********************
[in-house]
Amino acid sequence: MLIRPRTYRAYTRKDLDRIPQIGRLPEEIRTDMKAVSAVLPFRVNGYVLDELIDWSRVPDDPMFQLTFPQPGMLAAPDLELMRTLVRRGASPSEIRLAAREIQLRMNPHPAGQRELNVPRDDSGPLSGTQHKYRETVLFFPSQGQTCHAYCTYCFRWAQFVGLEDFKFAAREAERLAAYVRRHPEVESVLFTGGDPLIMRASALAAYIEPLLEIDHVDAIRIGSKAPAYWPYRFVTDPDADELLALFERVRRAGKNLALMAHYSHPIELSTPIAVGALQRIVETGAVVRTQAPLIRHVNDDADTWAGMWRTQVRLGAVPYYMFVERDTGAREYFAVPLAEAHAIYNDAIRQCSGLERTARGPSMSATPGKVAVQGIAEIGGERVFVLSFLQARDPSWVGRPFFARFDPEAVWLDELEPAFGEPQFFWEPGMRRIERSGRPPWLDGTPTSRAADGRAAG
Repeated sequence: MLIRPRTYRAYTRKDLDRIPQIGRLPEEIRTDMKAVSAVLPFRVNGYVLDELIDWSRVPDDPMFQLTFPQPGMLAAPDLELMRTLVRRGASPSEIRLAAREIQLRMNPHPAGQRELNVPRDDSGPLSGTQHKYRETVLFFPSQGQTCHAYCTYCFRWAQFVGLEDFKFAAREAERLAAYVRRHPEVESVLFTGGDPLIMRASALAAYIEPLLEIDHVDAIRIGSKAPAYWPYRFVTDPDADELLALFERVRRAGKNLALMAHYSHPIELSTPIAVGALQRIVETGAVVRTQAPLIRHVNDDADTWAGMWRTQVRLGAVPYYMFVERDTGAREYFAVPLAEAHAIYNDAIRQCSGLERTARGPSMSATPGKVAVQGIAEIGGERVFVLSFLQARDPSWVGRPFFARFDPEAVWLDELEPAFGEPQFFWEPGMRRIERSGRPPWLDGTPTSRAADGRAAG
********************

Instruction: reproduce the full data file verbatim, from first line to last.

[in-house]
Amino acid sequence: MLIRPRTYRAYTRKDLDRIPQIGRLPEEIRTDMKAVSAVLPFRVNGYVLDELIDWSRVPDDPMFQLTFPQPGMLAAPDLELMRTLVRRGASPSEIRLAAREIQLRMNPHPAGQRELNVPRDDSGPLSGTQHKYRETVLFFPSQGQTCHAYCTYCFRWAQFVGLEDFKFAAREAERLAAYVRRHPEVESVLFTGGDPLIMRASALAAYIEPLLEIDHVDAIRIGSKAPAYWPYRFVTDPDADELLALFERVRRAGKNLALMAHYSHPIELSTPIAVGALQRIVETGAVVRTQAPLIRHVNDDADTWAGMWRTQVRLGAVPYYMFVERDTGAREYFAVPLAEAHAIYNDAIRQCSGLERTARGPSMSATPGKVAVQGIAEIGGERVFVLSFLQARDPSWVGRPFFARFDPEAVWLDELEPAFGEPQFFWEPGMRRIERSGRPPWLDGTPTSRAADGRAAG
Repeated sequence: MLIRPRTYRAYTRKDLDRIPQIGRLPEEIRTDMKAVSAVLPFRVNGYVLDELIDWSRVPDDPMFQLTFPQPGMLAAPDLELMRTLVRRGASPSEIRLAAREIQLRMNPHPAGQRELNVPRDDSGPLSGTQHKYRETVLFFPSQGQTCHAYCTYCFRWAQFVGLEDFKFAAREAERLAAYVRRHPEVESVLFTGGDPLIMRASALAAYIEPLLEIDHVDAIRIGSKAPAYWPYRFVTDPDADELLALFERVRRAGKNLALMAHYSHPIELSTPIAVGALQRIVETGAVVRTQAPLIRHVNDDADTWAGMWRTQVRLGAVPYYMFVERDTGAREYFAVPLAEAHAIYNDAIRQCSGLERTARGPSMSATPGKVAVQGIAEIGGERVFVLSFLQARDPSWVGRPFFARFDPEAVWLDELEPAFGEPQFFWEPGMRRIERSGRPPWLDGTPTSRAADGRAAG